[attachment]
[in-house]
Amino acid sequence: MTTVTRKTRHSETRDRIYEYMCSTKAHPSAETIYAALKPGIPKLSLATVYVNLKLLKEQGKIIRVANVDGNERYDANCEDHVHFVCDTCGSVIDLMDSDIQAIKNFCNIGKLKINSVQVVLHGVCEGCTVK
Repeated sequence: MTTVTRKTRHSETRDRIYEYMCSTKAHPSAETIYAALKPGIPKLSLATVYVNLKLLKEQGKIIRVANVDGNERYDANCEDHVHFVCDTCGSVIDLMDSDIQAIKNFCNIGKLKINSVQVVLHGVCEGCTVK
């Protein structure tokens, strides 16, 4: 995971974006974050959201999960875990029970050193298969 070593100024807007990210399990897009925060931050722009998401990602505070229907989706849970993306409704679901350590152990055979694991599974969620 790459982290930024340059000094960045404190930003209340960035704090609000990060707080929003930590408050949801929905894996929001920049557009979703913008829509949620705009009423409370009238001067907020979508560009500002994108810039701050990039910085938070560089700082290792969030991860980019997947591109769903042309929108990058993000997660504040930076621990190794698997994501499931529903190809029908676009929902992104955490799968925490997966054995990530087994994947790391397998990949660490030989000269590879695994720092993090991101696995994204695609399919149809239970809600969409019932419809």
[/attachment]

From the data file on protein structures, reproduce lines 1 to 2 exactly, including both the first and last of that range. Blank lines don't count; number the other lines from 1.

[in-house]
Amino acid sequence: MTTVTRKTRHSETRDRIYEYMCSTKAHPSAETIYAALKPGIPKLSLATVYVNLKLLKEQGKIIRVANVDGNERYDANCEDHVHFVCDTCGSVIDLMDSDIQAIKNFCNIGKLKINSVQVVLHGVCEGCTVK